Directed by: Scout Shannon
East Coast Premiere
It’s been said that writing about music is like dancing about architecture. Still, apart from forming a band, how does one best express the passion and emotion of being at a live show? For a growing number of artists, the answer is to create silkscreened posters. After all, the handcrafting of these pieces is analogous to the hauling of gear, and the smell of the ink is like the smell of stale beer at the clubs. The work is so symbiotic that fans of bands like Arcade Fire, The Black Keys, The White Stripes, and Death Cab for Cutie are as avid about collecting their gig posters as they are about attending the gigs themselves.
In Scout Shannon’s absorbing documentary, we embark on a voyage to meet the key talent in the growing community creating screen-printed posters for the indie music scene. Their works of modern folk art not only promote bands, but stand as vibrant reminders of the performances’ ephemeral nature. Like the shows they commemorate, the posters don’t last: after the initial run is sold, there are no more.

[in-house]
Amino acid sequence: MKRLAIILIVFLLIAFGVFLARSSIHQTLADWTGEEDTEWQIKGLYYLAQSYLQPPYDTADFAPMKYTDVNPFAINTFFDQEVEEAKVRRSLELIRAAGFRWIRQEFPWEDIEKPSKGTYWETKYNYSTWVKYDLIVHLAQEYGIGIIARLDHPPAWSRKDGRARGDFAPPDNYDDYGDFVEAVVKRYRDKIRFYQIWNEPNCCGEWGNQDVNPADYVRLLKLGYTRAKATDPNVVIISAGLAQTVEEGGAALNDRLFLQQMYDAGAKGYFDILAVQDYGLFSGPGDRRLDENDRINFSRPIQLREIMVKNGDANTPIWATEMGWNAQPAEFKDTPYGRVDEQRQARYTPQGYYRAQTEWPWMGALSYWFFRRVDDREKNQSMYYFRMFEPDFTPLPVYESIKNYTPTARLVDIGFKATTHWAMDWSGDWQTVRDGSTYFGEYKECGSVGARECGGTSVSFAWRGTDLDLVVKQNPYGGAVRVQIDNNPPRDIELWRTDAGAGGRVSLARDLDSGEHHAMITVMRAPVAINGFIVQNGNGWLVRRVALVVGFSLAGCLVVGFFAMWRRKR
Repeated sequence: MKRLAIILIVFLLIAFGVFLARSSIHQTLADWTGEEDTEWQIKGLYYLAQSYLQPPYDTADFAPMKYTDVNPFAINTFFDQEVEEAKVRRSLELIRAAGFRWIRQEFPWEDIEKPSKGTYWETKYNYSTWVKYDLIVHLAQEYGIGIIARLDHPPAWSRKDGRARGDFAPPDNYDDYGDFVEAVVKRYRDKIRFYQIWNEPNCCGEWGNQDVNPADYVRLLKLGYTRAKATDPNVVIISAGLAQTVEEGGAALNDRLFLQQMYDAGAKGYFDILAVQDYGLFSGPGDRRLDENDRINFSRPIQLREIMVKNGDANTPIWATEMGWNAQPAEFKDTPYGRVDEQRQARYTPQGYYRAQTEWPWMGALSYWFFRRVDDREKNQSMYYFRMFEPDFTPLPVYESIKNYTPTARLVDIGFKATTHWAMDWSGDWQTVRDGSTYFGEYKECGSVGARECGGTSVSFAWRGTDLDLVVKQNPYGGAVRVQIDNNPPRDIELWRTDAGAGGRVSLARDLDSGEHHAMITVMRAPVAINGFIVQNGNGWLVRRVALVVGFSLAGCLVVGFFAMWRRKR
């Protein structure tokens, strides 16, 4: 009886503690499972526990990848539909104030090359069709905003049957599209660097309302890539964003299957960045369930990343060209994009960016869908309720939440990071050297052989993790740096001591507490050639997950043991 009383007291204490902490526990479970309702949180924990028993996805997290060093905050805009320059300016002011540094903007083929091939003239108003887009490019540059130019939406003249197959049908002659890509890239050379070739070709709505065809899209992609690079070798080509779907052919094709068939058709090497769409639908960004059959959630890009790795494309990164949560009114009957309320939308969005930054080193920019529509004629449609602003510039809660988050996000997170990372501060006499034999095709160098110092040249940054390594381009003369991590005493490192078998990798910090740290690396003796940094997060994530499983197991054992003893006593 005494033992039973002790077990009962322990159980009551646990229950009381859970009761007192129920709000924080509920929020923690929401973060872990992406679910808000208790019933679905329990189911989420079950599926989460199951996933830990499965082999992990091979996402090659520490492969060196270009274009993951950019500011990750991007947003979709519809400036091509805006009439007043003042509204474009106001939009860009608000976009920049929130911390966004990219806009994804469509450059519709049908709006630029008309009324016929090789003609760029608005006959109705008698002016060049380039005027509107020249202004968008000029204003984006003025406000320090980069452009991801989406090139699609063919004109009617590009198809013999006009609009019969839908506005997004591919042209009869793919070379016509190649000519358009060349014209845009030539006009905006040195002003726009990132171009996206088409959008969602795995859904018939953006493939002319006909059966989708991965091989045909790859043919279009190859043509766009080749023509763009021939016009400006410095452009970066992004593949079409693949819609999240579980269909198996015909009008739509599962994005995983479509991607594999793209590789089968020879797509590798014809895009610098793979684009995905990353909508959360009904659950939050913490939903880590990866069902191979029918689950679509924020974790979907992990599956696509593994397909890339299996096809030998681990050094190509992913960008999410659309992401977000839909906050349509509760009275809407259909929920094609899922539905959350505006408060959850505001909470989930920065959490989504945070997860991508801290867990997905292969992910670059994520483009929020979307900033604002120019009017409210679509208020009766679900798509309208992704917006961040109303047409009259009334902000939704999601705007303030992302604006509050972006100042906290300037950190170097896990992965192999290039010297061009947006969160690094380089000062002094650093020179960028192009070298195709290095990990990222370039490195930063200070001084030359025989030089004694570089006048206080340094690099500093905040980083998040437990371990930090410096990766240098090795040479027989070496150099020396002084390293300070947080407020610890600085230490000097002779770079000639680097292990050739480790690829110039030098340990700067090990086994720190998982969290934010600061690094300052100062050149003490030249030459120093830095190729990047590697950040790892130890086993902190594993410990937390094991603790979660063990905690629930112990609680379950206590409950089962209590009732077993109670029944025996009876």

The story of gig posters would be incomplete without the gigs, and JUST LIKE BEING THERE supplies riveting performances by Tokyo Police Club, Archers of Loaf, and others. Shannon nimbly balances the movement’s context, from its inception, with an introduction to the pantheon of the industry’s most talented artists. This portrait reveals that, although these passionate individuals were initially inspired by others’ works, they and their pieces stand for a unique creative vision.